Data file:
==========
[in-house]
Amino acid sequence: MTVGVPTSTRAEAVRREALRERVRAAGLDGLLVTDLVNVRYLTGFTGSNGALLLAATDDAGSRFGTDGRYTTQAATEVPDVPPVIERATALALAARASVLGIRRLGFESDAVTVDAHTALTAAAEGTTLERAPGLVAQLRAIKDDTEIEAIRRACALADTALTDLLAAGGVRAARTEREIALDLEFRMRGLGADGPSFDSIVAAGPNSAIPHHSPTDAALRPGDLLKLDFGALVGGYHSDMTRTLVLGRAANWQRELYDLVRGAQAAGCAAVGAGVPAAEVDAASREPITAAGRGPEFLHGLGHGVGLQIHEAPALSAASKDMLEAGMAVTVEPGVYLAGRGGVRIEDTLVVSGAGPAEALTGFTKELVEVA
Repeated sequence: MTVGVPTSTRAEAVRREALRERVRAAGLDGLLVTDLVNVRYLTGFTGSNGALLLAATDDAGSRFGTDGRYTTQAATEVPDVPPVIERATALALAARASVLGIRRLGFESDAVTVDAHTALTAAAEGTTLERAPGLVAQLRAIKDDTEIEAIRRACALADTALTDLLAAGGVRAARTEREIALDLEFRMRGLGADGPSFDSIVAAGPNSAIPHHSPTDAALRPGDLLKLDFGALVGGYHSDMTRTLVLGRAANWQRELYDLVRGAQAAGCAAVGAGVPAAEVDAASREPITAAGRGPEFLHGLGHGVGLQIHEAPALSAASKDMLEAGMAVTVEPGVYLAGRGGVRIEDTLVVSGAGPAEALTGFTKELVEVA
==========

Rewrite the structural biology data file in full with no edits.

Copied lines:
[in-house]
Amino acid sequence: MTVGVPTSTRAEAVRREALRERVRAAGLDGLLVTDLVNVRYLTGFTGSNGALLLAATDDAGSRFGTDGRYTTQAATEVPDVPPVIERATALALAARASVLGIRRLGFESDAVTVDAHTALTAAAEGTTLERAPGLVAQLRAIKDDTEIEAIRRACALADTALTDLLAAGGVRAARTEREIALDLEFRMRGLGADGPSFDSIVAAGPNSAIPHHSPTDAALRPGDLLKLDFGALVGGYHSDMTRTLVLGRAANWQRELYDLVRGAQAAGCAAVGAGVPAAEVDAASREPITAAGRGPEFLHGLGHGVGLQIHEAPALSAASKDMLEAGMAVTVEPGVYLAGRGGVRIEDTLVVSGAGPAEALTGFTKELVEVA
Repeated sequence: MTVGVPTSTRAEAVRREALRERVRAAGLDGLLVTDLVNVRYLTGFTGSNGALLLAATDDAGSRFGTDGRYTTQAATEVPDVPPVIERATALALAARASVLGIRRLGFESDAVTVDAHTALTAAAEGTTLERAPGLVAQLRAIKDDTEIEAIRRACALADTALTDLLAAGGVRAARTEREIALDLEFRMRGLGADGPSFDSIVAAGPNSAIPHHSPTDAALRPGDLLKLDFGALVGGYHSDMTRTLVLGRAANWQRELYDLVRGAQAAGCAAVGAGVPAAEVDAASREPITAAGRGPEFLHGLGHGVGLQIHEAPALSAASKDMLEAGMAVTVEPGVYLAGRGGVRIEDTLVVSGAGPAEALTGFTKELVEVA